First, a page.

A six component system was compressed with variability in excipient ratio, disintegrant level, and compression force (total of sixteen design points). Eighteen tablets were collected per design point and scanned at-line using a commercial NIR spectrometer immediately after compression. Tablets were left to relax for two weeks. Their physical dimensions were then measured and they were crushed to calculate RTS values. A multiple linear regression (MLR) was used to predict RTS of relaxed tablets from at-line spectra. In a first step, partial least squares models were developed to predict variables with a significant relationship to RTS (tablet density, tablet volume). Outputs from the PLS models were then used along with spectral slope and formulation parameters as input in an MLR to predict RTS. Radial tensile strength predictions on an independent test set had an error of 0.25 MPa with a R2 of 0.8. The MLR model had calibration and cross validation error between 0.2 – 0.3 MPa. Updating spectral information with physical features and chemical information through MLR allowed for predicting RTS of relaxed tablets using at-line information while compensating for the effect of tablet relaxation over time. This approach has the potential to be implemented on-line since all the information needed by the MLR model can be calculated from the same near infrared spectrum. Automating spectral collection will allow the real-time prediction of relaxed RTS at the tablet press level.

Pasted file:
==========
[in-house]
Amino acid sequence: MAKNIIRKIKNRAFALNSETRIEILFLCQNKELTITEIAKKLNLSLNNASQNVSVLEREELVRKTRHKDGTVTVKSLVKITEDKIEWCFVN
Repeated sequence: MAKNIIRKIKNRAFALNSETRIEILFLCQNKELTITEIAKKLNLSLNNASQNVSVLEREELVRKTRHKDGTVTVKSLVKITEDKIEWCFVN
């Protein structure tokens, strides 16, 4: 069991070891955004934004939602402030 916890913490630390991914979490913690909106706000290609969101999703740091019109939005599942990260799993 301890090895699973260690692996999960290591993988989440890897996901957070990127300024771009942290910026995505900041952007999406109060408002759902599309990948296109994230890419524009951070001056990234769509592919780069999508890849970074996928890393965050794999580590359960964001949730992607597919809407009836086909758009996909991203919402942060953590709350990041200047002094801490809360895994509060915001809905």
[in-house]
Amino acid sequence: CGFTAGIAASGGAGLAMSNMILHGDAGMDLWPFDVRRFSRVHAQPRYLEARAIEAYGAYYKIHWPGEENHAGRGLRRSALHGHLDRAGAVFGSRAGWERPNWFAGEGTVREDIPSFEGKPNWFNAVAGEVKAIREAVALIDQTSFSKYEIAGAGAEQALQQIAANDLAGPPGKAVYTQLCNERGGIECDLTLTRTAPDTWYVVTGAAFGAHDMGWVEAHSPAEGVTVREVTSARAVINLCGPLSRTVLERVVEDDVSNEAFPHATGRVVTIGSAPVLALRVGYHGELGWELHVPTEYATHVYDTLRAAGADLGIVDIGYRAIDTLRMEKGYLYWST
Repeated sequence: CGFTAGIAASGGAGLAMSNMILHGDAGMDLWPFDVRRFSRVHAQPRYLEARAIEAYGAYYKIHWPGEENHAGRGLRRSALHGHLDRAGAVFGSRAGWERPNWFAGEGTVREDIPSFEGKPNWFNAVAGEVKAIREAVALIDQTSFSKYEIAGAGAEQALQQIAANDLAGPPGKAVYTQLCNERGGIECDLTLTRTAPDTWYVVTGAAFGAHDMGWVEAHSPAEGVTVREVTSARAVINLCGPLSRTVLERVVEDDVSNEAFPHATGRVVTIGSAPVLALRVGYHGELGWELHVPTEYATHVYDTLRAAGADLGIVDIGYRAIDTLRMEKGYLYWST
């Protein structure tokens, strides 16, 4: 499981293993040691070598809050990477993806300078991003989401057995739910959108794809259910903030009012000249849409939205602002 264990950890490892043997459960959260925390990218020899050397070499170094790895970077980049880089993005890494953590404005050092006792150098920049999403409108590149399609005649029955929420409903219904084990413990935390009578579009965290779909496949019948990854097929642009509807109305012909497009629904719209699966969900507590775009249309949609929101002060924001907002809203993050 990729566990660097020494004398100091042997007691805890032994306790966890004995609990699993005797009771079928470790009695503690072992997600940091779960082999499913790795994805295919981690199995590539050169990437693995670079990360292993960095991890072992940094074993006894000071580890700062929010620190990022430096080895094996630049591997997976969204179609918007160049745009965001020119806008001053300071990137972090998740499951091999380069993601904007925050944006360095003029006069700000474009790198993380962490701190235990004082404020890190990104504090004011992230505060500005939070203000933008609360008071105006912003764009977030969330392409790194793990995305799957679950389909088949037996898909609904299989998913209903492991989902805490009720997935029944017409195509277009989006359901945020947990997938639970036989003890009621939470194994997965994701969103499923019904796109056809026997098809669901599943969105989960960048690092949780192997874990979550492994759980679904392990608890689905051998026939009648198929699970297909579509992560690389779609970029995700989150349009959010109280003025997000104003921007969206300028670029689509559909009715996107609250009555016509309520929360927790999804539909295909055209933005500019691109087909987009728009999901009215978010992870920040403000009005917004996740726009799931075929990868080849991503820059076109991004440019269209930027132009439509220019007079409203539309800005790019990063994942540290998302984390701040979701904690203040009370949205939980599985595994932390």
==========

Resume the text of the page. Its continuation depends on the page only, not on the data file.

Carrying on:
Would you like to access this content?
No problem. You just have to complete the following steps.
You have completed 0 of 2 steps.
You must be logged in to view this content. Log in now.
Purchase Technical Presentation
You must purchase this technical presentation using one of the options below.
If you already purchased this content recently, please click here to refresh the system's record of ownerships.
|Credits||0.5 Use credits|
|List Price||$25.00 Buy now|
|AIChE Members||$15.00 Buy now|
|AIChE Undergraduate Student Members||Free Free access|
|AIChE Graduate Student Members||Free Free access|